A camp follower is someone who follows an army willingly to several destinations while on campaign. This could be relatives of the soldiers or certain people who could provide special services to the soldiers. Most professional forces in the medieval era never permitted families or merchants to tag along with soldiers, but there was an unwritten rule to follow the armies closely instead. This lessened the logistical burden on commanders, especially if they were on fast-paced campaigns.
While army campaigns were considered the most dangerous activities, it was important for soldiers to have a support element close by. During the American Revolutionary campaign, thousands of women volunteered to serve the army as followers. They would perform services such as nursing, cooking and laundry. Most of them were widowed women, escapees or those who faced poverty as a result of the war. During winter encampments, wives of officials would also join the camp followers. Although everyone knew the importance of camp followers, they would often be blamed for straining the already scarce resources allocated to soldiers.
By carrying out traditional domestic tasks, camp followers would contribute to the soldiers’ well-being. One very crucial duty of camp followers was being a washerwoman for specific high-ranking officers who were required to be hygienic at all times. The washerwomen would also maintain hygiene around the campsite, clean utensils, and ensure a constant supply of clean drinking water. Taking these responsibilities would prevent the spread of infectious diseases among the soldiers, keeping them healthy and strong for battle. While camp followers were expected to provide these services for free, some would take advantage of situations and develop into entrepreneurs.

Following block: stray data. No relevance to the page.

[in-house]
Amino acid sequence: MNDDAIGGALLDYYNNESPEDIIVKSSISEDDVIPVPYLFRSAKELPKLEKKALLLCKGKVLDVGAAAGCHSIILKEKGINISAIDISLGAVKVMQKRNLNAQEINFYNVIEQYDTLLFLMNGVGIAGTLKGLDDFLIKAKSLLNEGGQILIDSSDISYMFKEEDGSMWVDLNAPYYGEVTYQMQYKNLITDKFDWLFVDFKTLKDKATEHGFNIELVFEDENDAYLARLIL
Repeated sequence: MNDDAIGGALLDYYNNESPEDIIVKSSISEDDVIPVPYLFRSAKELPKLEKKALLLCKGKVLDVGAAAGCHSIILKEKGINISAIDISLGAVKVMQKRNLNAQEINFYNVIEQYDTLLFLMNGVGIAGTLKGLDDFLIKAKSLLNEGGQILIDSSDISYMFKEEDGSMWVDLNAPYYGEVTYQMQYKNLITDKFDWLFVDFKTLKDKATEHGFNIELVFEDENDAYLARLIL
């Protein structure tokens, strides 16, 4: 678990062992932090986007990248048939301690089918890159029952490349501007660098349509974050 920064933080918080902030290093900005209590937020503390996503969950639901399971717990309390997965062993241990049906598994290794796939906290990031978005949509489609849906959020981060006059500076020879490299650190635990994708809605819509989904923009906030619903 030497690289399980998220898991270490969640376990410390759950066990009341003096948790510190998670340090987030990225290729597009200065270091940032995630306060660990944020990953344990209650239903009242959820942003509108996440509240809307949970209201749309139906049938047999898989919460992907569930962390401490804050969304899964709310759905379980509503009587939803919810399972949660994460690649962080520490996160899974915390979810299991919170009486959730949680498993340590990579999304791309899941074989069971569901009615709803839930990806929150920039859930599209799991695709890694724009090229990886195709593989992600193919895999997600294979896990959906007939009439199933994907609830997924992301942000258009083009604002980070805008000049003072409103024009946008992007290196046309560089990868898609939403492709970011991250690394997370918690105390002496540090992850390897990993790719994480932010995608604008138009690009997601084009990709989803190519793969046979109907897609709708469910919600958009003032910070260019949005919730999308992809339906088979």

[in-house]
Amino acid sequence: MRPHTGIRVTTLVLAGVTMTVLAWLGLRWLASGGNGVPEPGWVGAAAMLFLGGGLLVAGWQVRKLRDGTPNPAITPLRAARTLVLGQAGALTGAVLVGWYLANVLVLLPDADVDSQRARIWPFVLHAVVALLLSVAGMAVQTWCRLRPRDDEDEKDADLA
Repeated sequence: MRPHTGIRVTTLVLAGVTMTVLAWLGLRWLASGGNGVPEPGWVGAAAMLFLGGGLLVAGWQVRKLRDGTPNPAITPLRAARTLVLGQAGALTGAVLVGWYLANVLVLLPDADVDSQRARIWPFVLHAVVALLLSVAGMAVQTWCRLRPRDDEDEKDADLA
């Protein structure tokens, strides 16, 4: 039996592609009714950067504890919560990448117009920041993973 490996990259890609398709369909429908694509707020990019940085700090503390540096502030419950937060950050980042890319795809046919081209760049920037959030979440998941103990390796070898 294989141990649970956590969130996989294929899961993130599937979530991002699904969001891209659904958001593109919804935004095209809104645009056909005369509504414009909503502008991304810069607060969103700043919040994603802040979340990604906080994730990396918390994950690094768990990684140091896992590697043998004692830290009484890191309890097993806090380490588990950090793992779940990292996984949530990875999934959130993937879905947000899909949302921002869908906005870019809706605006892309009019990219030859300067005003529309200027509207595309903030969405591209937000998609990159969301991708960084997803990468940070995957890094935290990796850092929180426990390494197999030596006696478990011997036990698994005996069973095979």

During the revolutionary war, many soldiers fell sick, which prompted General George Washington to recruit more camp followers to work as nurses. It was so serious that in 1777, Congress passed a law that authorized the payment of nurses who served the continental army. These nurses would be paid 8 dollars every month. Even though serving as a nurse earned the followers money, no one fancied the job because it was unpleasant and exposed them to many diseases.
Additionally, women and men who cooked for the large armies would receive equal wages for their work. In rare cases, women followers would join men in combat. Camp followers were always considered in the ration distribution, which became a challenge during colder seasons when food was scarce. Nonetheless, the commanders were expected to provide for them just like the soldiers awaiting battle. When times became tough, some of the camp followers would be sent back home where they could easily get food and water.
Special treatment was given to the elderly, children and pregnant women, and when some were sent home, they would be prioritized. Unfortunately, some soldiers in the army would abandon the course to go back home with their families, something that posed a threat to the army. For this reason, some commanders like George Washington would let the followers tag along. This decision drastically reduced the chance of desertion.
Commanders would also punish women who engaged in activities such as stealing, prostitution and disobedience. In worst cases, they would be sent home with others. Camp followers were undoubtedly important because they fulfilled social obligations as well.